New Jersey Home Ownership Act of 2002 (NJHOSA)

Posted by kevin on March 11, 2010 under Foreclosure Blog | Comments are off for this article

The New Jersey Home Ownership Security Act of 2002, also known as NJHOSA, is a powerful, state statute which protects borrowers.

****NJHOSA applies to both purchase money mortgages (when you buy your home) and refinancings of no more than $350,000 as of the date of enactment, adjusted for inflation.  Currently, the ceiling is $4

The loan must be primarily for personal, family or household purposes, in which the loan is secured by a one to six family dwelling which is occupied by the owner as a principal residence, or a manufactured home occupied by a borrower as his or her principal residence.  So, NJHOSA does not apply to investment properties or vacation homes.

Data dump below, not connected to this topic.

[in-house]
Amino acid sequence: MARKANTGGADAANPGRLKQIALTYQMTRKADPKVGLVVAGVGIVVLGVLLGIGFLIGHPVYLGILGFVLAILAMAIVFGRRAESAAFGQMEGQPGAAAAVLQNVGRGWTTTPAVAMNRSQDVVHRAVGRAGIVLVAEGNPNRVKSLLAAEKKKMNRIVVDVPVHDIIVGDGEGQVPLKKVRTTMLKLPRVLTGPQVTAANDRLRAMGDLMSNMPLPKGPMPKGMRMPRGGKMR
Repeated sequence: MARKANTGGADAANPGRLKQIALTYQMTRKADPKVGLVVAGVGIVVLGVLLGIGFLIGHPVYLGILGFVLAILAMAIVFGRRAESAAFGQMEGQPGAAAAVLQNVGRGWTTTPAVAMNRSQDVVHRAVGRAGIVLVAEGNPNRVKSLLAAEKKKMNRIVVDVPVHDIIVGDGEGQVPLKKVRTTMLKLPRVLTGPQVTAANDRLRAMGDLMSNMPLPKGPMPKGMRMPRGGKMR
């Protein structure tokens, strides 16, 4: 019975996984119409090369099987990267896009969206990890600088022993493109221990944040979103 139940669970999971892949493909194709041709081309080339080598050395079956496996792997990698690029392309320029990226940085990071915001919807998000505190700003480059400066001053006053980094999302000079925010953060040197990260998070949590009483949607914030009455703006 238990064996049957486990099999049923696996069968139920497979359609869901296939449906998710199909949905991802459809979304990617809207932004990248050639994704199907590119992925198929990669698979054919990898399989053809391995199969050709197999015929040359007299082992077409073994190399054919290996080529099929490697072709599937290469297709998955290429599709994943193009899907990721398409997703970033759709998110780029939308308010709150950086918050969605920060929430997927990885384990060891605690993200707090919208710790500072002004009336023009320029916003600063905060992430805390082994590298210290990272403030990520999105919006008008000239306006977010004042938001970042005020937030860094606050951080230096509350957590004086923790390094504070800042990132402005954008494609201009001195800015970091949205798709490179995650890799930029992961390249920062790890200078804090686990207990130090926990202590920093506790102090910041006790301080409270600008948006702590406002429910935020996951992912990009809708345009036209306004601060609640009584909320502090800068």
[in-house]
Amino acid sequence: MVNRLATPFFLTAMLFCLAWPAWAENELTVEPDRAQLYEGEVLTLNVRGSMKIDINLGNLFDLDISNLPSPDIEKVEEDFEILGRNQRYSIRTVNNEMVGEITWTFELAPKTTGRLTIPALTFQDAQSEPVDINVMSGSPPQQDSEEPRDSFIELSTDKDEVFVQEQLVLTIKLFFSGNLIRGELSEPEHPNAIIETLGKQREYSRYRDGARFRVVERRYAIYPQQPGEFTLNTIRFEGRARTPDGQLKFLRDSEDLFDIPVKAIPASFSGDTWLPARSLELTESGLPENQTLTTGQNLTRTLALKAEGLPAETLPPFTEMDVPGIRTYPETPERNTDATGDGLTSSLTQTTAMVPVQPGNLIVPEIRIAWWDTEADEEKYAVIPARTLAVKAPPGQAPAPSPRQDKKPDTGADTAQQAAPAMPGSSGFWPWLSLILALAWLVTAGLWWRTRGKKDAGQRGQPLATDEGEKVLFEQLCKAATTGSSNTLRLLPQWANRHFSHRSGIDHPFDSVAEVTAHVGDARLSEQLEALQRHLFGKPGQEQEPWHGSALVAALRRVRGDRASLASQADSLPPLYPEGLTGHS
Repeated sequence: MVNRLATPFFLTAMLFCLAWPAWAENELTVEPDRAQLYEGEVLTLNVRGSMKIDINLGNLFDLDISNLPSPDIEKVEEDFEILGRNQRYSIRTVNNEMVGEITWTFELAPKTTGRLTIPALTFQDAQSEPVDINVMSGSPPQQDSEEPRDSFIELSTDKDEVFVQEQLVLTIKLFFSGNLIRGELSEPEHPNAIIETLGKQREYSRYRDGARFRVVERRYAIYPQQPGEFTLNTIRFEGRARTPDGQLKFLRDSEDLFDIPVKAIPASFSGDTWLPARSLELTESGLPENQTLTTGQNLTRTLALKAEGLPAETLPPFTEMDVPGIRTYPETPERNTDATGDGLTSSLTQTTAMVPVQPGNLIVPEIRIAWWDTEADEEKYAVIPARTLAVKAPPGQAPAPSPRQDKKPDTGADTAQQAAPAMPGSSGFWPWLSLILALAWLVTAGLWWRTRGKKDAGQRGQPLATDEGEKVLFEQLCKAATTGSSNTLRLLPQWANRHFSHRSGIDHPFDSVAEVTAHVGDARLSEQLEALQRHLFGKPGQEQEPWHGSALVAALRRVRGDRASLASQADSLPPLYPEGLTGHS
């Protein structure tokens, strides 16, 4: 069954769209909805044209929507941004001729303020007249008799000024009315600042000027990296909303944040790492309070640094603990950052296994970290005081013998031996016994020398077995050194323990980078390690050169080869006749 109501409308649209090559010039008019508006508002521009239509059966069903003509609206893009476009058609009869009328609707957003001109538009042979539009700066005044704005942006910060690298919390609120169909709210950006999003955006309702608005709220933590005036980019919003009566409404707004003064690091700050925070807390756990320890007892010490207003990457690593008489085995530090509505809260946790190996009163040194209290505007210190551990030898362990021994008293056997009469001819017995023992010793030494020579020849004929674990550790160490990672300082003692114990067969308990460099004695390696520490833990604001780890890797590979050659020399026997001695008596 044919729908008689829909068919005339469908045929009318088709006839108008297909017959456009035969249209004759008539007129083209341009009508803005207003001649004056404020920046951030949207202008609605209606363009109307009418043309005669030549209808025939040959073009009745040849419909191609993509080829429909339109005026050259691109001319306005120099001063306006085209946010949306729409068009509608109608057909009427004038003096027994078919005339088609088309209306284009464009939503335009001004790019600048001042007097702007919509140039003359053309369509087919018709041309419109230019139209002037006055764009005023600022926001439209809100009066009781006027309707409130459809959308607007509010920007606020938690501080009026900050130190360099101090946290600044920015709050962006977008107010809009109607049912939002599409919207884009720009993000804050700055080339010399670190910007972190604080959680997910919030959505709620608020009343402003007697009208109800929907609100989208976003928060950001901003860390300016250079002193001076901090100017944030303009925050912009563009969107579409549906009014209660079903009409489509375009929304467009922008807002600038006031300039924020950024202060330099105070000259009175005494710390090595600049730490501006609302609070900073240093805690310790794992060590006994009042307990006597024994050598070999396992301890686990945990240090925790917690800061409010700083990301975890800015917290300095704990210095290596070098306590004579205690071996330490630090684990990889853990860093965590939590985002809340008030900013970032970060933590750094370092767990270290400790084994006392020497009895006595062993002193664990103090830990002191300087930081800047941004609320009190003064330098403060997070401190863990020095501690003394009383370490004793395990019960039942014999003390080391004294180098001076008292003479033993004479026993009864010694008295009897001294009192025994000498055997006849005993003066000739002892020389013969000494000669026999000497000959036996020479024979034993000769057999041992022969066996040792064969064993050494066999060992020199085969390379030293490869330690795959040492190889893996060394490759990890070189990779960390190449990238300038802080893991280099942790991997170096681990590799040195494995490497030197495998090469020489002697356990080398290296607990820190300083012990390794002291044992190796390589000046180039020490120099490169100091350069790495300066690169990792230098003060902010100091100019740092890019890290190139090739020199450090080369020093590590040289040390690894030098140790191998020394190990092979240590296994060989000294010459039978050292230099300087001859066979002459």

NJHOSA applies mortgage brokers and lenders.  Moreover, anyone who buys the loan from the lender can be subject to NJHOSA.

NJHOSA prohibits certain acts which relate to any applicable mortgage.  Examples of prohibited acts include charging a late fee of more than 5% of the amount of the payment past due, charging more than one late fee for a late payment, and charging for a payoff figure.

NJHOSA also sets up special rules for so-called high cost loans.  If a loan qualifies as a HOEPA high cost loan, either because of the interest rate or the points and fees charged, it is considered a high cost NJHOSA loan.  If the loan is a NJHOSA high cost loan, certain practices are prohibited which include negative amortization of the loan, establishing a default rate of interest, failure to make disclosures and failure to obtain credit counseling prior to the loan under certain conditions.

A substantial violation of NJHOSA can subject a lender or broker to damages including the agreed to finance charge, 10% of the principal amount of the loan, punitive damages, attorneys fees and costs.

A violation of NJHOSA is a violation of the NJ Consumer Fraud Act.  A borrower may elect damages under NJHOSA or damages for ascertainable loss, treble damages, punitive damages and attorneys fees under the NJ Consumer Fraud Act.

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